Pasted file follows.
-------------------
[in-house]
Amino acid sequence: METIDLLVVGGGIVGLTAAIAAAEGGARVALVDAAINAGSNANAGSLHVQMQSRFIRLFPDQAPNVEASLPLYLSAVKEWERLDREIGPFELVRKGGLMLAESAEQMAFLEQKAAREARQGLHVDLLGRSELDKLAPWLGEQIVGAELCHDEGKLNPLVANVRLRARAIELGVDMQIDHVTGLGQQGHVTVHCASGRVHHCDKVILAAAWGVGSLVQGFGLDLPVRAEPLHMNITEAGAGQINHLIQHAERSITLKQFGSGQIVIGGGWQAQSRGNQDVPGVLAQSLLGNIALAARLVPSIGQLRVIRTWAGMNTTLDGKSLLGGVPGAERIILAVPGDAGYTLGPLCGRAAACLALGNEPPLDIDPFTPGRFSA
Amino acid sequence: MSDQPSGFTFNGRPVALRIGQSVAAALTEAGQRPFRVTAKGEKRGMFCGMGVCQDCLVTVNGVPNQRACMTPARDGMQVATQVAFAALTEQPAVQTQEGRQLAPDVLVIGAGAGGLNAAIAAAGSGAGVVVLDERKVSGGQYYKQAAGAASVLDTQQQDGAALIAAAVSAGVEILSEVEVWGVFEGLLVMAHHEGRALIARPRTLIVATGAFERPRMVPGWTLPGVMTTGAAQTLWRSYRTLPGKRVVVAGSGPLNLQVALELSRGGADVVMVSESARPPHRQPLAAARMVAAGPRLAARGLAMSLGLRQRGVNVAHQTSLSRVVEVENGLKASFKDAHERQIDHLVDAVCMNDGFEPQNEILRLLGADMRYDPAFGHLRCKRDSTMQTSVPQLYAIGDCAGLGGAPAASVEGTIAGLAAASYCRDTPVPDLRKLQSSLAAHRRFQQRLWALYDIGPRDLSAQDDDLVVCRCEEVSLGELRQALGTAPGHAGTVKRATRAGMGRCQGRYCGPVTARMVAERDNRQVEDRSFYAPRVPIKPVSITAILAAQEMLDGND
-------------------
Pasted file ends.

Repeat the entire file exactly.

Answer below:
[in-house]
Amino acid sequence: METIDLLVVGGGIVGLTAAIAAAEGGARVALVDAAINAGSNANAGSLHVQMQSRFIRLFPDQAPNVEASLPLYLSAVKEWERLDREIGPFELVRKGGLMLAESAEQMAFLEQKAAREARQGLHVDLLGRSELDKLAPWLGEQIVGAELCHDEGKLNPLVANVRLRARAIELGVDMQIDHVTGLGQQGHVTVHCASGRVHHCDKVILAAAWGVGSLVQGFGLDLPVRAEPLHMNITEAGAGQINHLIQHAERSITLKQFGSGQIVIGGGWQAQSRGNQDVPGVLAQSLLGNIALAARLVPSIGQLRVIRTWAGMNTTLDGKSLLGGVPGAERIILAVPGDAGYTLGPLCGRAAACLALGNEPPLDIDPFTPGRFSA
Amino acid sequence: MSDQPSGFTFNGRPVALRIGQSVAAALTEAGQRPFRVTAKGEKRGMFCGMGVCQDCLVTVNGVPNQRACMTPARDGMQVATQVAFAALTEQPAVQTQEGRQLAPDVLVIGAGAGGLNAAIAAAGSGAGVVVLDERKVSGGQYYKQAAGAASVLDTQQQDGAALIAAAVSAGVEILSEVEVWGVFEGLLVMAHHEGRALIARPRTLIVATGAFERPRMVPGWTLPGVMTTGAAQTLWRSYRTLPGKRVVVAGSGPLNLQVALELSRGGADVVMVSESARPPHRQPLAAARMVAAGPRLAARGLAMSLGLRQRGVNVAHQTSLSRVVEVENGLKASFKDAHERQIDHLVDAVCMNDGFEPQNEILRLLGADMRYDPAFGHLRCKRDSTMQTSVPQLYAIGDCAGLGGAPAASVEGTIAGLAAASYCRDTPVPDLRKLQSSLAAHRRFQQRLWALYDIGPRDLSAQDDDLVVCRCEEVSLGELRQALGTAPGHAGTVKRATRAGMGRCQGRYCGPVTARMVAERDNRQVEDRSFYAPRVPIKPVSITAILAAQEMLDGND